The saying goes, if you want something you have to work at it. Well, I’m sure someone somewhere said it in somewhere even if not like that. Too often we want to be at the finish line without putting in the effort. I think we’ve all seen the picture of the iceberg. Most don’t see the effort put in they only see the end result then stand there acting like it was dumb luck. We all know that isn’t the case. So why do we act like it is when others succeed?
Don’t get me wrong. Simply putting work into something doesn’t automatically mean success will come. Heck, the simple act of doing something will more than likely entail some failure, or even complete failure in the task at hand. That doesn’t mean you shouldn’t try. It doesn’t mean you failed, at least in the sense that most of us think. We shrink from failure as if we’re above the lessons learned though the process.
What defines success is a willingness to accept failure as a pathway to something more. When I started Floorball Guru I had visions of grandeur. That the mission I was on would take off like a rocket. I mean why not? Having been around sports my entire life and working with youth to develop programs I felt at the time I had a good pulse on what the market wanted. Not that I was wrong, because I still passionately believe that to be the case. The timeline has been stretched out beyond what I had thought. That’s always the case, especially when you’re working to change the status quo. So what did I do? I worked, created, built, and put my head down.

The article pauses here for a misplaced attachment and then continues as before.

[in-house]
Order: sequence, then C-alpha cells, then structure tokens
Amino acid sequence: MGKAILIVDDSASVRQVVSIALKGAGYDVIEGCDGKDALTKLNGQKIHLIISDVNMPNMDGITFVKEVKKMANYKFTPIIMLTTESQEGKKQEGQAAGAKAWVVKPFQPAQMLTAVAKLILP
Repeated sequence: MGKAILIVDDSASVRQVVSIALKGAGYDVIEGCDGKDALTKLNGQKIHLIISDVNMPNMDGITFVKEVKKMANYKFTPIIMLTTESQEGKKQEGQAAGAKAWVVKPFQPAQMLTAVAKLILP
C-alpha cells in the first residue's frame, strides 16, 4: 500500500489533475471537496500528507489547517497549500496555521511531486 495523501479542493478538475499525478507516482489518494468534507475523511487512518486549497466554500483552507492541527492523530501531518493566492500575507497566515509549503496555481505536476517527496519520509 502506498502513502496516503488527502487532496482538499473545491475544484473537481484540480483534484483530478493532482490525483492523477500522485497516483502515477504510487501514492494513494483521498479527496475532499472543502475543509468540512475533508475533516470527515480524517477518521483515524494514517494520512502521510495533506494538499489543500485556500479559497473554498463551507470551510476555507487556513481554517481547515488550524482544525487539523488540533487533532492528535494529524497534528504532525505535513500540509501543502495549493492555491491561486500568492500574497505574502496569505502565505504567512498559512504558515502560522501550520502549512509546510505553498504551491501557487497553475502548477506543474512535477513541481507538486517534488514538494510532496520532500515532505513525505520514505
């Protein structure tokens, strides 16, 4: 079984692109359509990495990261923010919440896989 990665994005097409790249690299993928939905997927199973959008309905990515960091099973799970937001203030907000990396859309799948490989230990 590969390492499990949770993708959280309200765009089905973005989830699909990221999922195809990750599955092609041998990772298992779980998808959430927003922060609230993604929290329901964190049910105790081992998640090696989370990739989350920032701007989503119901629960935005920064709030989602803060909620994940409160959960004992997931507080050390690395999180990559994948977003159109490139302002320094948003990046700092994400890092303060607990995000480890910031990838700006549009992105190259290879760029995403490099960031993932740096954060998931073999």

All of those things don’t mean success. However, when there was a problem, I looked under every rock to find a solution. Sometimes it worked. Sometimes it didn’t. One summer I had a friend approach me looking for work. My solution was to use him to run weekly summer camps in the area. I put everything together and set it up. About a week before registration opened, he bailed for another job. While I had another potential staff member in the works I decided to not push forward. I wasn’t in a position to cover should I need to due to my day job More importantly I didn’t want to cobble something together or worse get registration without having staff lined up to do that job.
In my years I’ve learned that sometimes when you force something you end up with more problems than it’s worth. That can be a hard decision, especially when you’re trying to build something. However, you must look past the short term into the long term. Are you willing to risk your reputation and customer satisfaction to run a shotty program or event? Most of the time you only get one shot with your customer and it’s better to do it right. Parents might be sad you’re not running a program for a season, but I guarantee they’ll be angry if you force a program that doesn’t live up to standard.
One piece of advice I can give to anyone reading this is to give it time, but always get things done. They don’t have to be big things, but don’t wait around for things to happen. If a door closes move on quickly. Better yet, be better at seeing when that door is likely to close and get on to something else. Your time is precious, and you don’t want to waste it trying to turn a no into a yes. Just keep at it. Things will work out in one way or another. If anything, you’ll learn many valuable lessons to carry with you into the future.